Tuesday, August 26, 2008

I'd like to see, but do you want to Show?

So, yesterday I tried to implement
instance Show (Thrist (a ~> b)) where ...
... and ran against several walls. The short story is: Forget it!

The long story comes next, if you are interested.

First of all, what do we want? In my paper I define a nice thrist
[('A', 33), (65, 'a')]l :: Thrist (,) Char Char
and the Ωmega interpreter readily prints it. I wanted to do the same in Haskell too, as a pretty extension of my thrist package. I started like this:
instance Show (a ~> b) => Show (Thrist (~>) a b)
show Nil = "[]l"
I even managed to show singleton thrists (which hold just one element).
But the first obstacle was immediate: When the thrist has more than one element the hidden existential type appears, but the compiler does not know that this (a ~> x) has a Show instance!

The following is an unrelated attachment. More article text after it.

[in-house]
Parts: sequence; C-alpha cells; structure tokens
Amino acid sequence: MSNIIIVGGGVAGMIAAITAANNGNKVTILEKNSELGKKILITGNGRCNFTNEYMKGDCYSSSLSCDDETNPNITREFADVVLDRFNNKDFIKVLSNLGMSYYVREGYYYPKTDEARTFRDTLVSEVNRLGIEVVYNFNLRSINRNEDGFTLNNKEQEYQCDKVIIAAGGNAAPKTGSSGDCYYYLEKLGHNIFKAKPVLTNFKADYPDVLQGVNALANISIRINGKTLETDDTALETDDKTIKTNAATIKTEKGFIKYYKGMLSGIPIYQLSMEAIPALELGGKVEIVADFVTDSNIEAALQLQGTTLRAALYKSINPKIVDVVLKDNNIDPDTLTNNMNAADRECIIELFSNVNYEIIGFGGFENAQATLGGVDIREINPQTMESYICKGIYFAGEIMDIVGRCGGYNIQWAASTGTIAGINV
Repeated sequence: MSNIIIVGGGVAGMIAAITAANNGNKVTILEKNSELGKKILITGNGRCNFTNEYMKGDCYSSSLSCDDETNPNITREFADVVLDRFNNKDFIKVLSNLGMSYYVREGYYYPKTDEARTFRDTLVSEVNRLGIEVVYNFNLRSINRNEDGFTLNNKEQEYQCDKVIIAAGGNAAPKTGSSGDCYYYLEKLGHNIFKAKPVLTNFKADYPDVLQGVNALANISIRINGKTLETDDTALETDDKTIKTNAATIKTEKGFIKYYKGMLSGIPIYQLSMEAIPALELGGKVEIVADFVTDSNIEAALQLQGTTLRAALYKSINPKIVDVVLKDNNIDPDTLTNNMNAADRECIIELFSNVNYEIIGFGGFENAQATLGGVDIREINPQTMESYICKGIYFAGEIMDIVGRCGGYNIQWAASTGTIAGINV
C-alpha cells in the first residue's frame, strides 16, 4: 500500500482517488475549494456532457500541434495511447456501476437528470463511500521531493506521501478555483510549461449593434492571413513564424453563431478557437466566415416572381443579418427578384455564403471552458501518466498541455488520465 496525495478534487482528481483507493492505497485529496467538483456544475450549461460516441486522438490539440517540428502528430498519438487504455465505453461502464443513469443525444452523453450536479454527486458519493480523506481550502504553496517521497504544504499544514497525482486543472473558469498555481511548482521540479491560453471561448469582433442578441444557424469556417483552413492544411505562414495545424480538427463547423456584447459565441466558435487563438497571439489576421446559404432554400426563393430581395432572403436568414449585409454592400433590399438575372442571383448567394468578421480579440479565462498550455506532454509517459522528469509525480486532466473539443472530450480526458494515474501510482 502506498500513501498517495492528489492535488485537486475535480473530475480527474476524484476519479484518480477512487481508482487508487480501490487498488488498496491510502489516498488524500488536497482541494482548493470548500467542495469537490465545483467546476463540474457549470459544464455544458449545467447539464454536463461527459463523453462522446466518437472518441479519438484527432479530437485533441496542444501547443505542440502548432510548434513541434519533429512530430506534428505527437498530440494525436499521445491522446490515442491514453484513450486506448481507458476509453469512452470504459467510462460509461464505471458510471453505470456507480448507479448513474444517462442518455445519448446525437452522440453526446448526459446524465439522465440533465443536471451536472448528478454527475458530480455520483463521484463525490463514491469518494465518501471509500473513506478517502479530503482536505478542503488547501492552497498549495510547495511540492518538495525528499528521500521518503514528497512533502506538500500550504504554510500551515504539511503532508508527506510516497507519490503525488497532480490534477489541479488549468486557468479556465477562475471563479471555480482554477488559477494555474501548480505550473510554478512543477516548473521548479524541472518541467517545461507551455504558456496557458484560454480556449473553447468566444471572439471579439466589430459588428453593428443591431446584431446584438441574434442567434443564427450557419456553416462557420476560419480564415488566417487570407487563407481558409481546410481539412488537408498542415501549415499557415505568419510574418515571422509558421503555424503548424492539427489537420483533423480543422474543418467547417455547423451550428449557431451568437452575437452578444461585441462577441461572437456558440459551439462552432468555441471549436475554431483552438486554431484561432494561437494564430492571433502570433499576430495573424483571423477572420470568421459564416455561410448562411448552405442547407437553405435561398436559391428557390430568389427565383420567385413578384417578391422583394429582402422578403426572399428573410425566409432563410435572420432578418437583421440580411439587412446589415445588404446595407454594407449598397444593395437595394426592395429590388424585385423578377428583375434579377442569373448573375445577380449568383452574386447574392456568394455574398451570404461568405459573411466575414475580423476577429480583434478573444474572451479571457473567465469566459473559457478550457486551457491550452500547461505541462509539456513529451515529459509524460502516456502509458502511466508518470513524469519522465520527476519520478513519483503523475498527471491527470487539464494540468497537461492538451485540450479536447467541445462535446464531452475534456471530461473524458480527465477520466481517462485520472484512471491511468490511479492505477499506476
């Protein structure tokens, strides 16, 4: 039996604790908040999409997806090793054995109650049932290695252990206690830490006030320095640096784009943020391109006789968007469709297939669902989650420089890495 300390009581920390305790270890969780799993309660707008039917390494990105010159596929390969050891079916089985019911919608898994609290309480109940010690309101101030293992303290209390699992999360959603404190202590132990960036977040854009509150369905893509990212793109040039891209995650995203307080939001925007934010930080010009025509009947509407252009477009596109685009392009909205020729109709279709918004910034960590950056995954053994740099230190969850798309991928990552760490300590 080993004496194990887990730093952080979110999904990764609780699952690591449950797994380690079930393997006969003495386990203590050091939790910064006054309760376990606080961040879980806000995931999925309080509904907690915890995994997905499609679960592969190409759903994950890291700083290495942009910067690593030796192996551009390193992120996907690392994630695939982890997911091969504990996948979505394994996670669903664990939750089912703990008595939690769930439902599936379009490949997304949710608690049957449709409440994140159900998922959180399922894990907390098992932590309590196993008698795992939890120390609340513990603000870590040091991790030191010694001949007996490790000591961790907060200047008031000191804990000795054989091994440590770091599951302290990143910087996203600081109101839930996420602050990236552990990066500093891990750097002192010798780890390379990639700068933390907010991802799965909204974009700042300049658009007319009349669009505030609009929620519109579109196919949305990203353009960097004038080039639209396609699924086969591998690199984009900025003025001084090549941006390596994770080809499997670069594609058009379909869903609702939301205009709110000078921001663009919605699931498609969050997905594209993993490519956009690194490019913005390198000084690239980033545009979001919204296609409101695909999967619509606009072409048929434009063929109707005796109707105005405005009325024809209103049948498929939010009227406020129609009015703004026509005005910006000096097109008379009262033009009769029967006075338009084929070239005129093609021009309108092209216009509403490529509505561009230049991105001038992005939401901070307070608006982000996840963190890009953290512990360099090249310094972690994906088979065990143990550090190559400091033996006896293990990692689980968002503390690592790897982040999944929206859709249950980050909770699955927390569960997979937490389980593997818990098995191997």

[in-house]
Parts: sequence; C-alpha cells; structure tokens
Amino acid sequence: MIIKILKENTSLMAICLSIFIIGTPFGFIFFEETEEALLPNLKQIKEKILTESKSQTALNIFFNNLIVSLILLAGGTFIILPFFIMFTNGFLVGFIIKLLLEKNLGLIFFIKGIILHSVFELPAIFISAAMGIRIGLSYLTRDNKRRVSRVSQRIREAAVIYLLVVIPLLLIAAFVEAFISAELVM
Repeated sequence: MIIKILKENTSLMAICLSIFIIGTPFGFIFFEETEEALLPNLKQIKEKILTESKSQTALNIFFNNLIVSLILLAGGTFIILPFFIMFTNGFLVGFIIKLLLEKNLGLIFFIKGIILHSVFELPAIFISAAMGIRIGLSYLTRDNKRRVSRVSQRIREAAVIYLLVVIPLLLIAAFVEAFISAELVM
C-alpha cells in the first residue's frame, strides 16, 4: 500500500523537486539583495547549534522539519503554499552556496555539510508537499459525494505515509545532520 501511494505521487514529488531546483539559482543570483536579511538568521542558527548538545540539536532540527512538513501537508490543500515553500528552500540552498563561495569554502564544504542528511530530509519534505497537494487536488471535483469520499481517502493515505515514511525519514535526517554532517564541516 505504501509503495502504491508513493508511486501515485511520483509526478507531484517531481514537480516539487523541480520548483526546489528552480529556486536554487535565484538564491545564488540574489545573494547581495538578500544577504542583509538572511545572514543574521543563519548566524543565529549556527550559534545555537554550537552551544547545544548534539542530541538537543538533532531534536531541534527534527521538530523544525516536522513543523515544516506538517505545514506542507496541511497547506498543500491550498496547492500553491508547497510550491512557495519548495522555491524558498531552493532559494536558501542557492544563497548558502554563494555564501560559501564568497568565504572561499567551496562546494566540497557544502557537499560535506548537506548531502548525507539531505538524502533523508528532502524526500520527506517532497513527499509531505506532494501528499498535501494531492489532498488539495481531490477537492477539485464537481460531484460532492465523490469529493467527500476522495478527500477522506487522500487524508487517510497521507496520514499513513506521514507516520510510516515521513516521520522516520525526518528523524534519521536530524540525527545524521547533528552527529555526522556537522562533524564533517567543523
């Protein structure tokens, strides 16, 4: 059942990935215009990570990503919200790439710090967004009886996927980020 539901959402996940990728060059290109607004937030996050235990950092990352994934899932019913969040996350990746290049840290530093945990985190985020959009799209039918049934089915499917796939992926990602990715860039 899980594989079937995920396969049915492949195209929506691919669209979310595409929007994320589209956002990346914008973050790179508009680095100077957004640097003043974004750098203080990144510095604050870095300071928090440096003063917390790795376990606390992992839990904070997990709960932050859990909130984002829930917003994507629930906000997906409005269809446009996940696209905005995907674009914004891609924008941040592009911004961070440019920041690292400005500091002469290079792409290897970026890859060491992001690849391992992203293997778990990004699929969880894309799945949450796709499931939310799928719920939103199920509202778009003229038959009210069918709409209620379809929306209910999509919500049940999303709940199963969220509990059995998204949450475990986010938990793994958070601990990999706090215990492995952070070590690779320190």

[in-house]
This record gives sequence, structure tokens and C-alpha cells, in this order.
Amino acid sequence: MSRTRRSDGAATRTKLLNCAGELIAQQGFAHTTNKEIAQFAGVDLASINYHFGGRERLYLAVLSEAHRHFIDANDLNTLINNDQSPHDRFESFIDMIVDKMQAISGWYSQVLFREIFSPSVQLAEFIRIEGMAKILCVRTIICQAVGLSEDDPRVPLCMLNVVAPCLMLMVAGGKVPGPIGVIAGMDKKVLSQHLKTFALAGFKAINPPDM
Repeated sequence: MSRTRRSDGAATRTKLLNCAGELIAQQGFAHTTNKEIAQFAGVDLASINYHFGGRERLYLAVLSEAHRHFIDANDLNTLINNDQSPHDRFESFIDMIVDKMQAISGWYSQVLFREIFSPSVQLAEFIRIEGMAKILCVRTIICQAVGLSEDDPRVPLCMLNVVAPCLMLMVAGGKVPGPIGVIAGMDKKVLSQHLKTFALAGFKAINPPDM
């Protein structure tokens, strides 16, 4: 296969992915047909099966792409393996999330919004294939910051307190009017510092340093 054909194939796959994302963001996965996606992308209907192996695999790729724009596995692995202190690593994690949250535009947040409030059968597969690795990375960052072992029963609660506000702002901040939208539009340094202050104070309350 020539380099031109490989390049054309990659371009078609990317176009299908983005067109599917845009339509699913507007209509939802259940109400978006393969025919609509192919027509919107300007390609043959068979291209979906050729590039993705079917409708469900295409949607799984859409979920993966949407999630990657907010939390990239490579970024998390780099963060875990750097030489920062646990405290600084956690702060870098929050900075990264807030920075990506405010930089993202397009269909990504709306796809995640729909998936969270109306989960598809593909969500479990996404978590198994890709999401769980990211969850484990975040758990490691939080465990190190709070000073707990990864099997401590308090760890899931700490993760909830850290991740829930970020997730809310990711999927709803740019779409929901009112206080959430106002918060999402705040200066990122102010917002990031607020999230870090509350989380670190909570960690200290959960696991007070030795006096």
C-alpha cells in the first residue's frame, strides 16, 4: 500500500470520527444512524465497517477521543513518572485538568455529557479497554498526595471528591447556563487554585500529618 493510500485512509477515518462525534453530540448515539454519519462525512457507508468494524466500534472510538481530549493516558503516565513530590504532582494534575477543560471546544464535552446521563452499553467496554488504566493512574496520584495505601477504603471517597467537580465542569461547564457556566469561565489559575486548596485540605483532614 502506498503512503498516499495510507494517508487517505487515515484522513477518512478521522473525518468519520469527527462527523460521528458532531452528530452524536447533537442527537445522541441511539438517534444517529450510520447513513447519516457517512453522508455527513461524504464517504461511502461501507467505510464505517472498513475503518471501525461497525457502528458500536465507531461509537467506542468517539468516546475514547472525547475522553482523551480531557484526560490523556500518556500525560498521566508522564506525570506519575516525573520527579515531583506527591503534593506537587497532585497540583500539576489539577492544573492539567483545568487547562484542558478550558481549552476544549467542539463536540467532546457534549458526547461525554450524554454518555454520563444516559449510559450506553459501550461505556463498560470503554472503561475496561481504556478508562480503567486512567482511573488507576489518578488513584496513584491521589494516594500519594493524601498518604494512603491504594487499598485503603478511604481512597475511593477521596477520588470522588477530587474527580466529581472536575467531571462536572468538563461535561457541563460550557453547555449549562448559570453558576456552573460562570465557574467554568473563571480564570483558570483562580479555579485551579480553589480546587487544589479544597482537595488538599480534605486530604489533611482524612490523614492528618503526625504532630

So I hoped to extend the context to require Show (forall a b . a ~> b) that is I want all saturations of the type constructor (~>) to be Showable. But GHC does not like this syntax...

At his point I started some fundamental thinking...

Since the type of the thrist only reveals the beginning and the end, there may be arbitrary non-showable types hidden inside, even if the resulting type conveys the illusion of Showability. To wit:
[(5, id), (id, 42)]l :: Thrist (,) Int Int
We can enter such a thing, but there is no hope to show it :-(

So what are our remaining options? Ganesh has brought Show2 to my attention, I might look at it soon, but it won't solve the above problem.

We can say goodbye to (,) and define something like:
newtype Pair a b = (Show a, Show b) => Pair (a, b)
There is some hope that Thrist Pair a b can be declared as a Show2 instance.
Who knows?

PS: Ωmega cheats, of course. It frobs the Show functionality of the underlying Haskell implementation. It also prints functions as <fn>.

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